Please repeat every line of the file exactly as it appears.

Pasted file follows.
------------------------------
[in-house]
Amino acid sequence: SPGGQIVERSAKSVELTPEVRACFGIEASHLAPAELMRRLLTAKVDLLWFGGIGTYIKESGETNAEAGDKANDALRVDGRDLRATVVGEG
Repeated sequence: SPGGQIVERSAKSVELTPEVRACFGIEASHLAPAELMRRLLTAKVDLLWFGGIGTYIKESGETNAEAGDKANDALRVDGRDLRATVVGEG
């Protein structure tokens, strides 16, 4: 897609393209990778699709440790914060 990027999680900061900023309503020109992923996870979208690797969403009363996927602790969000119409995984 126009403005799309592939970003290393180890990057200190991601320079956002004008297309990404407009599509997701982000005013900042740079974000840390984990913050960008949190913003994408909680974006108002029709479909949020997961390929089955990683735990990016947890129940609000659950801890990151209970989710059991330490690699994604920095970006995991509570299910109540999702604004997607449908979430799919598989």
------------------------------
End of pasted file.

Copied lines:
[in-house]
Amino acid sequence: SPGGQIVERSAKSVELTPEVRACFGIEASHLAPAELMRRLLTAKVDLLWFGGIGTYIKESGETNAEAGDKANDALRVDGRDLRATVVGEG
Repeated sequence: SPGGQIVERSAKSVELTPEVRACFGIEASHLAPAELMRRLLTAKVDLLWFGGIGTYIKESGETNAEAGDKANDALRVDGRDLRATVVGEG
């Protein structure tokens, strides 16, 4: 897609393209990778699709440790914060 990027999680900061900023309503020109992923996870979208690797969403009363996927602790969000119409995984 126009403005799309592939970003290393180890990057200190991601320079956002004008297309990404407009599509997701982000005013900042740079974000840390984990913050960008949190913003994408909680974006108002029709479909949020997961390929089955990683735990990016947890129940609000659950801890990151209970989710059991330490690699994604920095970006995991509570299910109540999702604004997607449908979430799919598989």